A low, gravelly rumble, like a lioness’s purr, rolled down from the mountain top. Thunder. I hurried on, and reached the wayside shelter just as pebbles of hail pelted down, flattening the summer wildflowers.
Inside, another traveller sat at a rough-hewn table. He was playing patience. I unshouldered my rucksack and waited for his cards to come out right. The hail petered out, followed by soft steady rain. Thunder continued to growl and grumble at the corners of the sky.
He swept the cards together and I sat down at the table. ‘Looks like it might last a while,’ he said, shuffling the cards. He split the pack and fanned the two halves together. I noticed the top joint of his left index finger was missing. ‘Fancy a game?’ he asked.
As he dealt, he described a game I’d played since childhood. He called it Strip Jack Naked. I knew it as Spit. In my family it was vicious, a conduit for unspoken tensions.
He played fast. I matched him card for card. The momentum shifted back and forth between us. A scar that jagged through his right eyebrow became more prominent as I closed in to win the game. A fresh breeze blew through the shelter, bringing the scents of wet grass and crushed flowers. We sat back, grinning. ‘Best of three,’ he challenged.
He placed a bag of top grade Iranian pistachios on the table. I brought out the bottle of homemade lemon cordial my last host family had given me, and two tin cups. We drank the cordial neat, knocking it back like shots of tequila. Pistachio shells piled up on both sides of the table. Best of three became best of seven. Outside the weather battered, subsided, brewed up again.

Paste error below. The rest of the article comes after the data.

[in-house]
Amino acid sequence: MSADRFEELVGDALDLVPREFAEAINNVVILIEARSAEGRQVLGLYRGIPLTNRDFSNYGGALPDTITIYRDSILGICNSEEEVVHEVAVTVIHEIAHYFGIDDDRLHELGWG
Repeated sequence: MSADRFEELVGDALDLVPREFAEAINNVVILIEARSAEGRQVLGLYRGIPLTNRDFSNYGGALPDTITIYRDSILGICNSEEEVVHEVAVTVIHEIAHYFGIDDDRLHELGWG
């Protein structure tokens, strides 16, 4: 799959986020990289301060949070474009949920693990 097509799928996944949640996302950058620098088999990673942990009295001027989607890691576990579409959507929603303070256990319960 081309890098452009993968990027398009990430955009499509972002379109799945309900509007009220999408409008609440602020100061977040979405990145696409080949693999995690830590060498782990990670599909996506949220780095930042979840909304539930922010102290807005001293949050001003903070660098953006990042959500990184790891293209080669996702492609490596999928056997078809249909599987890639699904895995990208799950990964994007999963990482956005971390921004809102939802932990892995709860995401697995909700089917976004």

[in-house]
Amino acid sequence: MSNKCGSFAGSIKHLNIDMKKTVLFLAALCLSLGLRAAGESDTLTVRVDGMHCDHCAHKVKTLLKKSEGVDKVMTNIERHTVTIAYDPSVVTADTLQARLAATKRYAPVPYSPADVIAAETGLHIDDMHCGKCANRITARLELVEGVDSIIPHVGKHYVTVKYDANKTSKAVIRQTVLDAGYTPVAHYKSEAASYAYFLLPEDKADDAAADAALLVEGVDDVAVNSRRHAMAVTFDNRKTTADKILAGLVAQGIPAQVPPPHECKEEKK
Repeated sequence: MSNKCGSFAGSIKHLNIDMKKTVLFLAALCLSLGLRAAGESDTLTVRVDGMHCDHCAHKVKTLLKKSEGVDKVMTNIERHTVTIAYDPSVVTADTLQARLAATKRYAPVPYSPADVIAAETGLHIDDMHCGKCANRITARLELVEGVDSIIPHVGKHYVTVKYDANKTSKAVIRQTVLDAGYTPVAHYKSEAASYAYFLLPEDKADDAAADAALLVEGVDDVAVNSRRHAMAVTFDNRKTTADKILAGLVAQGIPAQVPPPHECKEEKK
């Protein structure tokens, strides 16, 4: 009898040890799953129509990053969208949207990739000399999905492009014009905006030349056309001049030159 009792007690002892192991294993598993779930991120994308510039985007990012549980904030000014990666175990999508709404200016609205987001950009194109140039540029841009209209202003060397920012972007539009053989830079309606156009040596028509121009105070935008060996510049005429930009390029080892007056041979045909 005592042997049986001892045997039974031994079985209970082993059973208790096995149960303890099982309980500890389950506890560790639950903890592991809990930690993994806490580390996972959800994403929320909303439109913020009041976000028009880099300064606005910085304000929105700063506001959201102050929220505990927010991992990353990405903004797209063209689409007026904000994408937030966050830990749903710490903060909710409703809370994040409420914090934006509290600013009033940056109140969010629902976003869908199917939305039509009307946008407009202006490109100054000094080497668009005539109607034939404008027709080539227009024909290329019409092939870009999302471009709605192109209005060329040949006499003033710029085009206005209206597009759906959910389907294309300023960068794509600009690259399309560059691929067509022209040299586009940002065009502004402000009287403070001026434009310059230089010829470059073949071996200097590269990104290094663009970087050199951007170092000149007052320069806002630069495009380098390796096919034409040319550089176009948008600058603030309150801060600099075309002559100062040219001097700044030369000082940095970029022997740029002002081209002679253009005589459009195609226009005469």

We were tied at three games each and both a little woozy from the sharp kick of undiluted lemon cordial. Late afternoon sun lit up a passing rain squall. He straightened the cards in front of him into a tight stack and leant forward on his elbows. ‘Tell me about your rings,’ he said.
So I told him that I like rubies and garnets. I took off each ring one by one and described the island or small town where I’d bought it and what attracted me to the design; that the significance of each ring was that I’d chosen it for myself. Then I dug into my rucksack, took out my pack of cards and held it up to him. ‘Shall we go double?’
‘Why not? I’m not in a hurry.’
I drew his pack across the table and began to shuffle our cards together. ‘Tell me about your scars,’ I said, as lightning forked down into the valley below.
Hilaire is co-author with Joolz Sparkes of the poetry collection London Undercurrents, published by Holland Park Press. Her poetry and short stories have been published in several anthologies and various magazines, including Brittle Star, Under the Radar and ARTEMISpoetry. Her novel Hearts on Ice was published by Serpent’s Tail in 2000. You can find her on Twitter @Xilaire and Instagram @hilaireinlondon.